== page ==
Tall and solid it stands
The Palu tree is well known in the intermediate and dry zones of Sri Lanka and is particularly abundant in the Wanni region and the southeastern part of the island. It is a large tree with a clean stem – that is to say the trunk is more or less straight and unbranched.

The leaves are simple and oblong and are usually dark green and shiny. In the field it can be identified by its dark grayish black bark which is deeply fissured with a distinctive pattern. The flowers of this tree are small, pale yellow and appear on rusty stalks. They attract bees and the honey so produced is said to have a distinctive flavour. The flowering season is from January to about March.

The bright yellow berries are about 1cm in diameter and are usually abundant round about July. These berries are a favourite with the Sloth bear who are often seen near a fruiting Palu tree in places like Yala. In the south these fruits are preserved in honey. The old trees become hollow inside and produce a huge bole (hollow trunk) and Worthington writes that as a result of this bole a “fire laid at the root produces smoke at the branches”! (Ceylon Trees by T.B.Worthington).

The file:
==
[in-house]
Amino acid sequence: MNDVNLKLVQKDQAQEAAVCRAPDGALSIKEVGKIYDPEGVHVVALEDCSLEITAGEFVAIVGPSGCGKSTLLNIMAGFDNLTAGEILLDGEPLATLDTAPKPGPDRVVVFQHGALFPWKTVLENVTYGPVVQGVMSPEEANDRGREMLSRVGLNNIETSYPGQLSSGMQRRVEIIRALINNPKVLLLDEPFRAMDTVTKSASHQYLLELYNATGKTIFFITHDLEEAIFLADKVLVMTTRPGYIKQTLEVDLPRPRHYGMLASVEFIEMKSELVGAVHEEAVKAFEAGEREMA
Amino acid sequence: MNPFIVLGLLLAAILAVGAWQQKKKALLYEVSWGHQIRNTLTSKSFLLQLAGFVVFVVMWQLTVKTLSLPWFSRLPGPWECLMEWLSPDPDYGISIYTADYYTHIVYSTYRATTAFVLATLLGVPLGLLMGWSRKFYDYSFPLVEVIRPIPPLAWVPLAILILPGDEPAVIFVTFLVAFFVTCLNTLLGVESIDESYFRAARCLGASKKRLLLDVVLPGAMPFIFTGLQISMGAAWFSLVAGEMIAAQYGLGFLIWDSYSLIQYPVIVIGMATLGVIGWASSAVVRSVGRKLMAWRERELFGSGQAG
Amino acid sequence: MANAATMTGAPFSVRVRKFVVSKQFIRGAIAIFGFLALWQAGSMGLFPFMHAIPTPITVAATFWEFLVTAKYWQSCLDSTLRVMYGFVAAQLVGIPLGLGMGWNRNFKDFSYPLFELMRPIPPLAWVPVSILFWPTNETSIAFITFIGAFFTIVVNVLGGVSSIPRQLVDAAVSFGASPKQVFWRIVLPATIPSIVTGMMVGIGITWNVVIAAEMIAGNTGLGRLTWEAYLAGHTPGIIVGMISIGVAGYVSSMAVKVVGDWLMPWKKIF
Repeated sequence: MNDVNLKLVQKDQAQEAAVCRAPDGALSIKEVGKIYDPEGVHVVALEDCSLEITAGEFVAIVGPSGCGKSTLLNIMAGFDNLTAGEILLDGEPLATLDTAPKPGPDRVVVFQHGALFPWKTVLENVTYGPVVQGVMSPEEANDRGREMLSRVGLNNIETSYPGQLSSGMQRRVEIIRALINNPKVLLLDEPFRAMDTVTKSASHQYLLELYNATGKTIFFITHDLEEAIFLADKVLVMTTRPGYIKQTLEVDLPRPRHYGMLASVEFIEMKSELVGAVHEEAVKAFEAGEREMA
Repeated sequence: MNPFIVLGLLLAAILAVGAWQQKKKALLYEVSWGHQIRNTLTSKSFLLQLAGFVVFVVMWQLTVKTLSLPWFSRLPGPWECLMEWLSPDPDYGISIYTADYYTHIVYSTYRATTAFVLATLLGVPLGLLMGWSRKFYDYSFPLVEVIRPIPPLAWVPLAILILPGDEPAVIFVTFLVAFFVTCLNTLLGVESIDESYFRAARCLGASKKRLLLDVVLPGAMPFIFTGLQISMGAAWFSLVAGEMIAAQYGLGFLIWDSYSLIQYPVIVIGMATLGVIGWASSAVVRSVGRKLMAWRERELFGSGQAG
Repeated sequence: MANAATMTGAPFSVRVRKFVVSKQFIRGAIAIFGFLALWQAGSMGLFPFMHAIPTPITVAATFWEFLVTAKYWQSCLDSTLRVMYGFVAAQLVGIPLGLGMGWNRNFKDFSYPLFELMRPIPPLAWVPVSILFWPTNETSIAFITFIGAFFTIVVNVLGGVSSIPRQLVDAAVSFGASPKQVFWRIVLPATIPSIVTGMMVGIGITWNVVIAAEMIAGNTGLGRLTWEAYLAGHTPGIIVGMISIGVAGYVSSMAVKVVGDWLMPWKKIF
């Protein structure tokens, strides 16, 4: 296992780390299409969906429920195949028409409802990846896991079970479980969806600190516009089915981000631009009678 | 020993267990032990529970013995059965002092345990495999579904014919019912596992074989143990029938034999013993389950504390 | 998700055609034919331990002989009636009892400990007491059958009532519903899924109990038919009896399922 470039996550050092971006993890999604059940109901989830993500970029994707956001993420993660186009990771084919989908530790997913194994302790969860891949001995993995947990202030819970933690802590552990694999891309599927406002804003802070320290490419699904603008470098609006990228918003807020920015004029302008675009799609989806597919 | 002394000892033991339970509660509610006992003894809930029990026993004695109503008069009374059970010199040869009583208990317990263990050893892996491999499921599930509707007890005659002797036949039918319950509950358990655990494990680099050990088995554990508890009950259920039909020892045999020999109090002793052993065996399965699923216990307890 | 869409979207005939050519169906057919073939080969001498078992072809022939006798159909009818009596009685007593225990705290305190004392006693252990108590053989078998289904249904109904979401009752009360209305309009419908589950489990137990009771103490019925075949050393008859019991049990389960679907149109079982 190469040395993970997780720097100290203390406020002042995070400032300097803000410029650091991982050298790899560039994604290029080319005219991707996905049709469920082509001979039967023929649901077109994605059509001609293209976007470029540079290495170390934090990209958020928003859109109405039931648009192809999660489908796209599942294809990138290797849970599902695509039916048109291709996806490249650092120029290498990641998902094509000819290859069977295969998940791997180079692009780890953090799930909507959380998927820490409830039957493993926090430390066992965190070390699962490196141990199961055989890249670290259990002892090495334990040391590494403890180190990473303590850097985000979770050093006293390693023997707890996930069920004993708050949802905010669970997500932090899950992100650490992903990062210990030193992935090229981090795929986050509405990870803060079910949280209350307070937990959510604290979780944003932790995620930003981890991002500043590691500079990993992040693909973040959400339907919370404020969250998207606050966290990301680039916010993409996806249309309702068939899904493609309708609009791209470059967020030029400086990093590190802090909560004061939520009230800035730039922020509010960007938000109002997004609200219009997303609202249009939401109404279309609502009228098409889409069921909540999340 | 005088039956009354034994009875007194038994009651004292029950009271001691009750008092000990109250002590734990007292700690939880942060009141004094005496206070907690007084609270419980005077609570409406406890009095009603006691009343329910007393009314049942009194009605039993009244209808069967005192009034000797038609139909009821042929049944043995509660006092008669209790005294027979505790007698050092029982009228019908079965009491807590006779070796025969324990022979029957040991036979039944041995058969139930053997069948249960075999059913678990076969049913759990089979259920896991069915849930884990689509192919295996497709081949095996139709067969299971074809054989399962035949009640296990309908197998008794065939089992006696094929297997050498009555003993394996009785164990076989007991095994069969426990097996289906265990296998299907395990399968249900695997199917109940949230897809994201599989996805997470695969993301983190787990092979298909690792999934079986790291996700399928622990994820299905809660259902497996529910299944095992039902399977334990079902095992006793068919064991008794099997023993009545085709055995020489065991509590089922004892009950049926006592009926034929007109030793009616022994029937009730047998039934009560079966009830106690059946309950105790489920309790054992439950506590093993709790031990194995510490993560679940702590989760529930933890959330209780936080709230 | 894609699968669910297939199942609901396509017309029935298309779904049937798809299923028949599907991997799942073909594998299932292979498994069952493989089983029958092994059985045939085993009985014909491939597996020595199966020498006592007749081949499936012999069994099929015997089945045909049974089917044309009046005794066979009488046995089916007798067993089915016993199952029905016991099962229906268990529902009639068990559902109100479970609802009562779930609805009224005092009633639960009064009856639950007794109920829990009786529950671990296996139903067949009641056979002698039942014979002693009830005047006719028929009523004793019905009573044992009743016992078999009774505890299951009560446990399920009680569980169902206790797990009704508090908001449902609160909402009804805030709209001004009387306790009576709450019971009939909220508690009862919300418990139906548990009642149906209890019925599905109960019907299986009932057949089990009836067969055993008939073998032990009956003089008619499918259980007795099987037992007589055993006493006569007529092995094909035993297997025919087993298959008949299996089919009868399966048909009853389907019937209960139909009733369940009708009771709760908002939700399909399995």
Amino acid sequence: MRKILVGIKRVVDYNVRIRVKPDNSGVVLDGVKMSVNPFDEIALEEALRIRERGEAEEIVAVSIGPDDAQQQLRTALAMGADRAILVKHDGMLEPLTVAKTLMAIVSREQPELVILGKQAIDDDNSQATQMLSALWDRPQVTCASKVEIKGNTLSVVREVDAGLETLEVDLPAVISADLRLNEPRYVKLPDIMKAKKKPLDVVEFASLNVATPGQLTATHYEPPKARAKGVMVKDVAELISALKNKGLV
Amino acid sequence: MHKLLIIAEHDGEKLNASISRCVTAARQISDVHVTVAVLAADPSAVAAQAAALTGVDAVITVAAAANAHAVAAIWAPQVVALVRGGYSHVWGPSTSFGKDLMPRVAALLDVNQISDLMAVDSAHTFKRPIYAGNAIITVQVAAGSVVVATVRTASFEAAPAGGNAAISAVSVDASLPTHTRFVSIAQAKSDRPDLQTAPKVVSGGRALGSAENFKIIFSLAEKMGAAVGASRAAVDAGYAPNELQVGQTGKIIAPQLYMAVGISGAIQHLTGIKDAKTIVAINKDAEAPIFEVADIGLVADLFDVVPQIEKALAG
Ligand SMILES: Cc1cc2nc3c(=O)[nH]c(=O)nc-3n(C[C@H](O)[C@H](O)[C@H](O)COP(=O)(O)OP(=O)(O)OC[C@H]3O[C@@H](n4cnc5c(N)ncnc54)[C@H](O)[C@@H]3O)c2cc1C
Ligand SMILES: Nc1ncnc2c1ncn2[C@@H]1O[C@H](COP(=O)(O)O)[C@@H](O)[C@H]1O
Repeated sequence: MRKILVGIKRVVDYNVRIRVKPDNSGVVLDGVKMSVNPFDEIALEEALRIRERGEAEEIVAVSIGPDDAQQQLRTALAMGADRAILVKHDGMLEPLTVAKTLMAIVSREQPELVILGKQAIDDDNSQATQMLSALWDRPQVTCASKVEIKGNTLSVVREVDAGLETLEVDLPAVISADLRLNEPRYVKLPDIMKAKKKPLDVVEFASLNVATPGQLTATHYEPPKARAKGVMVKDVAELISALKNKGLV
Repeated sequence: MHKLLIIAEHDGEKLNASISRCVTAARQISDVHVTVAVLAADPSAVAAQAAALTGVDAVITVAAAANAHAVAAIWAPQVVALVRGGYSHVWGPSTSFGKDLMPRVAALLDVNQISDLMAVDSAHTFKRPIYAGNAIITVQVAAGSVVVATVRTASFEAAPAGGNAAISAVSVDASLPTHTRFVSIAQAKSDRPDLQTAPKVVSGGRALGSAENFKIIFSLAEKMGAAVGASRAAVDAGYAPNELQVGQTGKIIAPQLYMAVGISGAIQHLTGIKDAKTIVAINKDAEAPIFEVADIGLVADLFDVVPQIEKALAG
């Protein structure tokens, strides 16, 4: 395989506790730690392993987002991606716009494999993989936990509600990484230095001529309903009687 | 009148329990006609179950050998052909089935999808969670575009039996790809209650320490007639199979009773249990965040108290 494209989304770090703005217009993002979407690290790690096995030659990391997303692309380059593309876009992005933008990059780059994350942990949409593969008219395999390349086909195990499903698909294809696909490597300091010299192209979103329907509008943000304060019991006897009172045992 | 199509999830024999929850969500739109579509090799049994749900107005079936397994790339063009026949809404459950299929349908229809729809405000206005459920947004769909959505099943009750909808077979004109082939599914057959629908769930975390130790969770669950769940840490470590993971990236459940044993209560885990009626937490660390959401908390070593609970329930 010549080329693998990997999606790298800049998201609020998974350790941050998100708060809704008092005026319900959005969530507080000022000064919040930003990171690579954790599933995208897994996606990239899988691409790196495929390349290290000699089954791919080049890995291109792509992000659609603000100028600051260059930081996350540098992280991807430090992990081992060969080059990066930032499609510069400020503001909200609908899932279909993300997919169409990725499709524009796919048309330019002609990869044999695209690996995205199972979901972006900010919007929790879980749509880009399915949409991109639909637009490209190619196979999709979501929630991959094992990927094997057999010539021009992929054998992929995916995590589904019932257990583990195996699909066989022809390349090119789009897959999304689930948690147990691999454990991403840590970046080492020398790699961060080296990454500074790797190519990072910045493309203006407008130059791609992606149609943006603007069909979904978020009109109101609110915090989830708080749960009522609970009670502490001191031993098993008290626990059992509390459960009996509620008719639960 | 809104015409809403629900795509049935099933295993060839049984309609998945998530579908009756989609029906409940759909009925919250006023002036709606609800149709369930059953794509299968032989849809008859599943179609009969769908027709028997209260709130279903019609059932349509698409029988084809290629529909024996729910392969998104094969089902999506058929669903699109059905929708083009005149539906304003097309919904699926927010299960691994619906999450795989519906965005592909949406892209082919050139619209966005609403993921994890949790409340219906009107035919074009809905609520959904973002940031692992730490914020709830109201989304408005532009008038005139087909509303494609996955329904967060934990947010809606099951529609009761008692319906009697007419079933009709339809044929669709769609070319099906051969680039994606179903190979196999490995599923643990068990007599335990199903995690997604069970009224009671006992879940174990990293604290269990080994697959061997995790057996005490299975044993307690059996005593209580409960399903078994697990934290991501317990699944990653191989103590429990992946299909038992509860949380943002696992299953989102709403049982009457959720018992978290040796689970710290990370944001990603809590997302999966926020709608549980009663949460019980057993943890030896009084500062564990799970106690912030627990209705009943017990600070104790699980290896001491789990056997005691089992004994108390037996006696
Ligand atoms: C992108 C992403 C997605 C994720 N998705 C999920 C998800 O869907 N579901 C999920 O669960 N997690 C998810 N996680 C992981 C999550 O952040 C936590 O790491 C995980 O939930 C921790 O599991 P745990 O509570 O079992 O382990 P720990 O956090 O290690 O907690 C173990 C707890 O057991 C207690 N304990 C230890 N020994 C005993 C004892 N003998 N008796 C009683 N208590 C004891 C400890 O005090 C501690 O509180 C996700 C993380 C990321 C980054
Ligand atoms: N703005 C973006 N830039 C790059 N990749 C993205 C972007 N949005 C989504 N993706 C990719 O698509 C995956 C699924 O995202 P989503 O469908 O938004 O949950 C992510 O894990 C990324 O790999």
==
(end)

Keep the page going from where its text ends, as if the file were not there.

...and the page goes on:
The Palu is able to withstand the prolonged droughts of the Sri Lankan dry zone and is a major component of the dry zone thorn scrub vegetation. It is often associated with Ebony, Satinwood and Wira. Writing of this tree Popham says “with imposing dignity, Palu lords it over the dry jungle, a majestic ‘senator of mighty wood’. This noble tree is the embodiment of stability and staying power” (in Dambulla: A Sanctuary of Tropical Trees). The wood of the Palu is very hard and an opulent red. It is used to make beams, piles and in earlier days when it was much more abundant railway sleepers. The bark has medicinal properties.

Known in Sinhala as the Palu, the Tamil name is Palai and the scientific name is Manilkara hexandra. It is indigenous to Sri Lanka and to India. Look out for the Palu when you next visit the dry zone especially in areas like Yala. Compiled by Ruk Rakaganno, The Tree Society of Sri Lanka. Please write in with your ideas, comments and suggestions to Ruk Rakaganno - 2554438; email:

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